Property preservation companies need better controls in place to ensure that the property inspection reports their sub-contractors submit are accurate, a recent audit conducted by the Office of the Inspector General (OIG) for the Federal Housing Finance Agency (FHFA) finds.
What's more, mortgage servicers need to do a better job of verifying whether the reports provided by their property preservation companies are accurate.
The audit revealed that there are numerous problems plaguing the property preservation business, not the least of which is the submission of false or erroneous property inspection reports on the part of sub-contractors. The audit found that "some servicers did not have quality controls in place to ensure contractors provided accurate, complete and consistent information in property inspection reports," a report from the OIG states.
Specifically, the OIG's audit uncovered ‘inconsistent and inaccurate information, missing or blurry photographs, manipulated date and time stamps on photographs, and unneccessary inspections that did not provide useful information about the properties,’ the report states. ‘Also, the servicers reviewed by the OIG inconsistently adopted requirements for inspectors to complete and pass criminal background checks.’
The lack of proper controls and oversight is putting government-sponsored enterprises (GSEs) Fannie Mae and Freddie Mac, which the FHFA oversees, at greater risk, according to the OIG. Furthermore, the GSEs and FHFA have ‘never assessed the overall effectiveness of their respective pre-foreclosure property inspection processes in achieving their safety and loss mitigation objectives,’ it finds.
Among some of the bogus things property inspectors have been doing is altering digital photographs to make it look as if work was performed, when in fact it was not. The report also cites consumer complaints about property inspectors entering homes that are clearly still occupied and, in some cases, damaging or stealing items.
As a result of its findings, the OIG is recommending that the FHFA direct the GSEs to ‘jointly assess the effectiveness of their pre-foreclosure property inspection processes’ and, based on this assessment, ‘establish uniform pre-foreclosure inspection quality standards and quality control processes for inspectors." This includes "identifying pre-foreclosure property inspection risks and objectives, identifying cost-effective control alternatives for achieving the objective(s), and recommending inspection standards and quality controls with regard to the content and frequency of inspections.’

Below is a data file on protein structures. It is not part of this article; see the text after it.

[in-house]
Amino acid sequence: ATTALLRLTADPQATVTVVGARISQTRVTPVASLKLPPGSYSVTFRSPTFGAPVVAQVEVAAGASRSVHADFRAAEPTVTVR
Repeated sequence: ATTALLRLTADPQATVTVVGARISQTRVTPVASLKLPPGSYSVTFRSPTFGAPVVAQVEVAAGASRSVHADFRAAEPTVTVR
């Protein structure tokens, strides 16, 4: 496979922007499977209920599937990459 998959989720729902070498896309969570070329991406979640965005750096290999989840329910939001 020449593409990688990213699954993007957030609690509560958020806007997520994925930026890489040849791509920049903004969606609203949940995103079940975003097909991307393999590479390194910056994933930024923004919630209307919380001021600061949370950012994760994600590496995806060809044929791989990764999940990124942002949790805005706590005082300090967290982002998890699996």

The OIG, however, acknowledges that property inspections are critical to both servicers and the GSEs in determining the condition and status of homes in various stages of foreclosure.
‘These inspections can reduce the risk of safety-related incidents and mitigate losses by triggering needed repairs,’ the report states. ‘Further, if a property is determined to be vacant during an inspection, some states allow for an alternative foreclosure process that can accelerate foreclosure proceedings and minimize losses to the enterprises.’
Interestingly, the report doesn't go so far as to prescribe a solution for what is a very difficult problem to solve: How to ensure that the data and information that is being collected and reported by inspectors in the field is accurate. It would seem that the only way to create a thorough check and balance would be to have some or all properties inspected twice – first by the property management company's sub-contractors, and second by a "follow-up" team of independent inspectors who would verify that the information originally reported was correct by way of a "ghost inspection." This, however, would essentially double the cost of conducting property inspections – and that increased cost would ultimately have to be passed off onto consumers.
The report mentions that one of the servicers audited seemed to have better controls in place. That is because this particular servicer, the report says, was using "ghost" inspections to ensure report quality.
The OIG's report seems to suggest that throwing more money at the problem might be a solution: It implies that most of the property inspectors are grossly underpaid – sometimes receiving less than $5 per inspection. Paying these sub-contractors more money might make them less inclined to cheat the system by submitting bogus reports or photographs, the OIG report suggests. They may also be less inclined to steal items from the properties they inspect.
The report also calls into question whether property management companies are doing their due diligence in terms of performing background checks on the inspectors and maintenance staff they hire. Although the report acknowledges that this is already being done, it claims that some companies are administering background checks on their contractors ‘inconsistently.’
To download a copy of the report, click here.